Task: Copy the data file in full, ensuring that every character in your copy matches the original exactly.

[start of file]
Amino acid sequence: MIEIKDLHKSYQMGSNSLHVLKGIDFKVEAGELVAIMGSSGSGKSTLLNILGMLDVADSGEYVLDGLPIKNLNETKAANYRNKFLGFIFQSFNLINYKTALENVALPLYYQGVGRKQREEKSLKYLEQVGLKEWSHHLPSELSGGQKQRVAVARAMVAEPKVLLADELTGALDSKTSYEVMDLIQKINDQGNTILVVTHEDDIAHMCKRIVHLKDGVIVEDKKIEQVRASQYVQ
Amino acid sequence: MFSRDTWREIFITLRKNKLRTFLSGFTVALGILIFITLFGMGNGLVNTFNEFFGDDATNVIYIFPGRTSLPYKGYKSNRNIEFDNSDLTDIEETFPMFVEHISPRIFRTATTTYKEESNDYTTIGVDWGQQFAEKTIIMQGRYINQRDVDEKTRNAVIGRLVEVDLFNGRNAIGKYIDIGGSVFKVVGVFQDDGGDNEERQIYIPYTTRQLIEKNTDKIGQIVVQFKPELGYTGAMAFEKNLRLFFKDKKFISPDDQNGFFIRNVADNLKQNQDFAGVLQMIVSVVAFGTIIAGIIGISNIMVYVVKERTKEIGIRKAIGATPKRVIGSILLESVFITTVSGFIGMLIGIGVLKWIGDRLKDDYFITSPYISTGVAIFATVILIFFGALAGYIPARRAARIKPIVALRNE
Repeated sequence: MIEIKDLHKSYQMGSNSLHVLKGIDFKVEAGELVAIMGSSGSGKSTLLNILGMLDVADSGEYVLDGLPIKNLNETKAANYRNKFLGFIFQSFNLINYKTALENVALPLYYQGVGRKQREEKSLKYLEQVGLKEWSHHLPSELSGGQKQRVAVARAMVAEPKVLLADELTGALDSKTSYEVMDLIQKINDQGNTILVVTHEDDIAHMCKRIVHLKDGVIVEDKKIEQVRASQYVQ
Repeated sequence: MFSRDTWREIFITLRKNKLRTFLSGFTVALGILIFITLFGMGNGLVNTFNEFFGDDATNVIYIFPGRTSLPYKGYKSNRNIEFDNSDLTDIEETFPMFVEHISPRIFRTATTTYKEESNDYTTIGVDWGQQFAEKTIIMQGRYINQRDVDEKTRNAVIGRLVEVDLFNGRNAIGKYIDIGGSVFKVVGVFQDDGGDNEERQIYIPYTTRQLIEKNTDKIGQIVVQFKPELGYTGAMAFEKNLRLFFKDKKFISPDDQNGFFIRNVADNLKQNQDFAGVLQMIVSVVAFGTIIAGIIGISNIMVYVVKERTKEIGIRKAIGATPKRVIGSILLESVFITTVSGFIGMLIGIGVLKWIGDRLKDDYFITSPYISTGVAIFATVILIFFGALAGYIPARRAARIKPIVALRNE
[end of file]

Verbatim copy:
Amino acid sequence: MIEIKDLHKSYQMGSNSLHVLKGIDFKVEAGELVAIMGSSGSGKSTLLNILGMLDVADSGEYVLDGLPIKNLNETKAANYRNKFLGFIFQSFNLINYKTALENVALPLYYQGVGRKQREEKSLKYLEQVGLKEWSHHLPSELSGGQKQRVAVARAMVAEPKVLLADELTGALDSKTSYEVMDLIQKINDQGNTILVVTHEDDIAHMCKRIVHLKDGVIVEDKKIEQVRASQYVQ
Amino acid sequence: MFSRDTWREIFITLRKNKLRTFLSGFTVALGILIFITLFGMGNGLVNTFNEFFGDDATNVIYIFPGRTSLPYKGYKSNRNIEFDNSDLTDIEETFPMFVEHISPRIFRTATTTYKEESNDYTTIGVDWGQQFAEKTIIMQGRYINQRDVDEKTRNAVIGRLVEVDLFNGRNAIGKYIDIGGSVFKVVGVFQDDGGDNEERQIYIPYTTRQLIEKNTDKIGQIVVQFKPELGYTGAMAFEKNLRLFFKDKKFISPDDQNGFFIRNVADNLKQNQDFAGVLQMIVSVVAFGTIIAGIIGISNIMVYVVKERTKEIGIRKAIGATPKRVIGSILLESVFITTVSGFIGMLIGIGVLKWIGDRLKDDYFITSPYISTGVAIFATVILIFFGALAGYIPARRAARIKPIVALRNE
Repeated sequence: MIEIKDLHKSYQMGSNSLHVLKGIDFKVEAGELVAIMGSSGSGKSTLLNILGMLDVADSGEYVLDGLPIKNLNETKAANYRNKFLGFIFQSFNLINYKTALENVALPLYYQGVGRKQREEKSLKYLEQVGLKEWSHHLPSELSGGQKQRVAVARAMVAEPKVLLADELTGALDSKTSYEVMDLIQKINDQGNTILVVTHEDDIAHMCKRIVHLKDGVIVEDKKIEQVRASQYVQ
Repeated sequence: MFSRDTWREIFITLRKNKLRTFLSGFTVALGILIFITLFGMGNGLVNTFNEFFGDDATNVIYIFPGRTSLPYKGYKSNRNIEFDNSDLTDIEETFPMFVEHISPRIFRTATTTYKEESNDYTTIGVDWGQQFAEKTIIMQGRYINQRDVDEKTRNAVIGRLVEVDLFNGRNAIGKYIDIGGSVFKVVGVFQDDGGDNEERQIYIPYTTRQLIEKNTDKIGQIVVQFKPELGYTGAMAFEKNLRLFFKDKKFISPDDQNGFFIRNVADNLKQNQDFAGVLQMIVSVVAFGTIIAGIIGISNIMVYVVKERTKEIGIRKAIGATPKRVIGSILLESVFITTVSGFIGMLIGIGVLKWIGDRLKDDYFITSPYISTGVAIFATVILIFFGALAGYIPARRAARIKPIVALRNE